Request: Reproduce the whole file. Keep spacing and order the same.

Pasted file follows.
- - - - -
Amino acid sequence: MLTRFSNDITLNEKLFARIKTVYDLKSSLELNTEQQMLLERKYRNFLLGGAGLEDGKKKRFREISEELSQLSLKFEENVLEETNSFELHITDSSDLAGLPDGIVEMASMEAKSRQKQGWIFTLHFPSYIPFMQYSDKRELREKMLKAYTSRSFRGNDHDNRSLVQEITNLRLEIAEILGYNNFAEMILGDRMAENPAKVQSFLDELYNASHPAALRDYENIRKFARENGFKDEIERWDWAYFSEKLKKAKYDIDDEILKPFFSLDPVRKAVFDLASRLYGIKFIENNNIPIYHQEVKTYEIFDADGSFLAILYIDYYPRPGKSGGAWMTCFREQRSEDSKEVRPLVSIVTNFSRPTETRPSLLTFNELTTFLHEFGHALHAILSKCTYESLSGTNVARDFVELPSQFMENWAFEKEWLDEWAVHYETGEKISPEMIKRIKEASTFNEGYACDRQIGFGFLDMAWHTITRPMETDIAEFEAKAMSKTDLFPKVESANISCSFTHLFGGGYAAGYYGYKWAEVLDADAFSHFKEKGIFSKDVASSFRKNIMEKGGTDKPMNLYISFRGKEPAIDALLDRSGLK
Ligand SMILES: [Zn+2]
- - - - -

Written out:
Amino acid sequence: MLTRFSNDITLNEKLFARIKTVYDLKSSLELNTEQQMLLERKYRNFLLGGAGLEDGKKKRFREISEELSQLSLKFEENVLEETNSFELHITDSSDLAGLPDGIVEMASMEAKSRQKQGWIFTLHFPSYIPFMQYSDKRELREKMLKAYTSRSFRGNDHDNRSLVQEITNLRLEIAEILGYNNFAEMILGDRMAENPAKVQSFLDELYNASHPAALRDYENIRKFARENGFKDEIERWDWAYFSEKLKKAKYDIDDEILKPFFSLDPVRKAVFDLASRLYGIKFIENNNIPIYHQEVKTYEIFDADGSFLAILYIDYYPRPGKSGGAWMTCFREQRSEDSKEVRPLVSIVTNFSRPTETRPSLLTFNELTTFLHEFGHALHAILSKCTYESLSGTNVARDFVELPSQFMENWAFEKEWLDEWAVHYETGEKISPEMIKRIKEASTFNEGYACDRQIGFGFLDMAWHTITRPMETDIAEFEAKAMSKTDLFPKVESANISCSFTHLFGGGYAAGYYGYKWAEVLDADAFSHFKEKGIFSKDVASSFRKNIMEKGGTDKPMNLYISFRGKEPAIDALLDRSGLK
Ligand SMILES: [Zn+2]